In the US we're fortunate to have billions of gallons of clean water delivered daily to our homes, then piped away when we're done. Unfortunately, a lack of infrastructure funding could threaten our water.
As the climate warms, scientists say we will have more intense storms and droughts and more precipitation falling as rain instead of snow. This could have serious consequences for our nation's water systems.
While hanging out in the yard can be carefree summer fun, saving water is serious business, especially as a devastating drought continues in the southwest US. But with these tips, conserving water doesn't have to be a drag.
25 percent of all freshwater consumed in the US is associated with discarded food -- about as much as the volume of Lake Erie.
Waste generated by animal agriculture in the US has polluted over 35,000 miles of river in 22 states.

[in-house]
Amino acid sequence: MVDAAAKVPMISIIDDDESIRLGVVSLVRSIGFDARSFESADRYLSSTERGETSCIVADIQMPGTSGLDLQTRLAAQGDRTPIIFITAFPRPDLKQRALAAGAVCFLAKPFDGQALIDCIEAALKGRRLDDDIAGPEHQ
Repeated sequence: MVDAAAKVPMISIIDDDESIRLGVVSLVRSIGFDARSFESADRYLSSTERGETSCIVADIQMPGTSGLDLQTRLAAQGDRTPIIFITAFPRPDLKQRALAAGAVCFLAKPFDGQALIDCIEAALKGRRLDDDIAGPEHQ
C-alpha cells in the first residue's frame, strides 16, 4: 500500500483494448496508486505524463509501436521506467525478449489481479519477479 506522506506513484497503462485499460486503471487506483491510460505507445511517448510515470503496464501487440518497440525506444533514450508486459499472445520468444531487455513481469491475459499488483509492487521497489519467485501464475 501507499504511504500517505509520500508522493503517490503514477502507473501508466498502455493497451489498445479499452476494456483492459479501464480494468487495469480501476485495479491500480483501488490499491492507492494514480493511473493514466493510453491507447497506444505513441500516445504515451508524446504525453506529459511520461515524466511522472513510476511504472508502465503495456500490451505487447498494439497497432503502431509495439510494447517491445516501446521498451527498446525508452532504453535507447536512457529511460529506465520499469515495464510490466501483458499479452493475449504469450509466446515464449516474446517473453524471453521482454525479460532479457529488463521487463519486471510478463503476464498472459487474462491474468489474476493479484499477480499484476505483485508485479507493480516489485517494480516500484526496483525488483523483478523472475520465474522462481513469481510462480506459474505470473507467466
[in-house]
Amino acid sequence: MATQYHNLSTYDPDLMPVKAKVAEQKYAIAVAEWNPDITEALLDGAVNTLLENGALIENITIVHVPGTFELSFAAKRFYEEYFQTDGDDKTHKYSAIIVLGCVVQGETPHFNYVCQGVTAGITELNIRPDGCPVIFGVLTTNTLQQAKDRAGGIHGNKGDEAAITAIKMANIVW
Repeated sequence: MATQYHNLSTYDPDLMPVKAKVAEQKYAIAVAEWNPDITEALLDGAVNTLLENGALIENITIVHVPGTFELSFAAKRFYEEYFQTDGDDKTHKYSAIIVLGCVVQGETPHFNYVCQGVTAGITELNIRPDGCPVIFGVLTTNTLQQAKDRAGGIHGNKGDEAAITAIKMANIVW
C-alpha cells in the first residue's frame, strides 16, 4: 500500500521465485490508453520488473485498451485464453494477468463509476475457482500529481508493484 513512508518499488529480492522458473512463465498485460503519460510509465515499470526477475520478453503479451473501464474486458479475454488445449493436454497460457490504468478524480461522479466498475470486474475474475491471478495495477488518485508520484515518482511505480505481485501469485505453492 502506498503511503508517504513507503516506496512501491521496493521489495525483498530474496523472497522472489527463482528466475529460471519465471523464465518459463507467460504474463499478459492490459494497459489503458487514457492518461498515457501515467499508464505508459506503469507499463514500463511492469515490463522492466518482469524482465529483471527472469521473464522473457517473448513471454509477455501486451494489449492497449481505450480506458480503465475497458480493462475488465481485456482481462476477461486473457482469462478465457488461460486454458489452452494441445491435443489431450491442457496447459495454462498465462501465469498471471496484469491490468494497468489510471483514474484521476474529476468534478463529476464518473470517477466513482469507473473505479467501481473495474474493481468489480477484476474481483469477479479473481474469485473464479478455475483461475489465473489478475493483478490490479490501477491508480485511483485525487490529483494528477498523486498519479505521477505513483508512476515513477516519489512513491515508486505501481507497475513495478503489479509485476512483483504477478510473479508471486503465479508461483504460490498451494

Households directly use the most water indoors in the morning (5am to 11am) because of showering and prepping for the day ahead.
On average, one apple has a water footprint of 33 gallons.
One glass of milk has a water footprint of 52 gallons.
Power plants in the US withdraw 143 billion gallons of fresh water every day; more than irrigation and 3 times that's used for public water supplies.
It takes 520 million MWh of electricity per year to move, treat and heat water in the U.S. this is 13% of the total U.S. electrical consumption.
Corn accounts for 8 percent of global water use for crop production.
69 percent of global freshwater is stored in glaciers and ice caps.
One slice of bread has a water footprint of 11 gallons.
One pound of cheese has a water footprint of 600 gallons.
A single margherita pizza requires 333 gallons of water, enough to fill almost ten bathtubs!
A shower leaking just 10 drips per minute wastes 500 gallons of water per year. That's enough water to run your dishwasher every day for two months!
Only.007% of all water on earth is accessible for direct human use.
Together, China and India have 37 percent of the world's population, but are home to just 10.8 percent of the world's water.